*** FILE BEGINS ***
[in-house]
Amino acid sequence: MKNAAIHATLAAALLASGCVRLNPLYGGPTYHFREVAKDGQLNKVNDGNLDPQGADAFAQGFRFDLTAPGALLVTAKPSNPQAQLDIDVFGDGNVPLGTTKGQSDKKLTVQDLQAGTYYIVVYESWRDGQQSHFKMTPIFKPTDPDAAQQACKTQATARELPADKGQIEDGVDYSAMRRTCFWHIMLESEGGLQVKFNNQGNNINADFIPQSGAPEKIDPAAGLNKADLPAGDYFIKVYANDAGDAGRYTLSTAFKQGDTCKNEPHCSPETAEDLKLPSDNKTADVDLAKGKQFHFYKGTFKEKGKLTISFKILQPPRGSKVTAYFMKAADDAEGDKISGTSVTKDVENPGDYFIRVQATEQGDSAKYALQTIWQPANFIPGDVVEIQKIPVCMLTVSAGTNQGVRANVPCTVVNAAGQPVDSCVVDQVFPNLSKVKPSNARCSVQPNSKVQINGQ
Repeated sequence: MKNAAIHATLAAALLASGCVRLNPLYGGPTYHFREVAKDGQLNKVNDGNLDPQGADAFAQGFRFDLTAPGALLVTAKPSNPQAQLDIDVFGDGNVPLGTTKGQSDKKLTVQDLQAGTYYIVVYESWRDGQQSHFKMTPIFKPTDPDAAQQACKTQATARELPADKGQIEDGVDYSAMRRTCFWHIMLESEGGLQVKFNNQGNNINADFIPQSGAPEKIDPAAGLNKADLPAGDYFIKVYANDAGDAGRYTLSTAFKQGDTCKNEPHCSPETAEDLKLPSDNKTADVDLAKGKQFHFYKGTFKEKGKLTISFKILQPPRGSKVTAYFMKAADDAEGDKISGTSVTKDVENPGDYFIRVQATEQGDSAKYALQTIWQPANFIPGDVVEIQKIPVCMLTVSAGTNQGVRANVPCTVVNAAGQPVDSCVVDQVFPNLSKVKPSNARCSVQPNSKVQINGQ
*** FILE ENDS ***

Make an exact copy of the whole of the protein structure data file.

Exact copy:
[in-house]
Amino acid sequence: MKNAAIHATLAAALLASGCVRLNPLYGGPTYHFREVAKDGQLNKVNDGNLDPQGADAFAQGFRFDLTAPGALLVTAKPSNPQAQLDIDVFGDGNVPLGTTKGQSDKKLTVQDLQAGTYYIVVYESWRDGQQSHFKMTPIFKPTDPDAAQQACKTQATARELPADKGQIEDGVDYSAMRRTCFWHIMLESEGGLQVKFNNQGNNINADFIPQSGAPEKIDPAAGLNKADLPAGDYFIKVYANDAGDAGRYTLSTAFKQGDTCKNEPHCSPETAEDLKLPSDNKTADVDLAKGKQFHFYKGTFKEKGKLTISFKILQPPRGSKVTAYFMKAADDAEGDKISGTSVTKDVENPGDYFIRVQATEQGDSAKYALQTIWQPANFIPGDVVEIQKIPVCMLTVSAGTNQGVRANVPCTVVNAAGQPVDSCVVDQVFPNLSKVKPSNARCSVQPNSKVQINGQ
Repeated sequence: MKNAAIHATLAAALLASGCVRLNPLYGGPTYHFREVAKDGQLNKVNDGNLDPQGADAFAQGFRFDLTAPGALLVTAKPSNPQAQLDIDVFGDGNVPLGTTKGQSDKKLTVQDLQAGTYYIVVYESWRDGQQSHFKMTPIFKPTDPDAAQQACKTQATARELPADKGQIEDGVDYSAMRRTCFWHIMLESEGGLQVKFNNQGNNINADFIPQSGAPEKIDPAAGLNKADLPAGDYFIKVYANDAGDAGRYTLSTAFKQGDTCKNEPHCSPETAEDLKLPSDNKTADVDLAKGKQFHFYKGTFKEKGKLTISFKILQPPRGSKVTAYFMKAADDAEGDKISGTSVTKDVENPGDYFIRVQATEQGDSAKYALQTIWQPANFIPGDVVEIQKIPVCMLTVSAGTNQGVRANVPCTVVNAAGQPVDSCVVDQVFPNLSKVKPSNARCSVQPNSKVQINGQ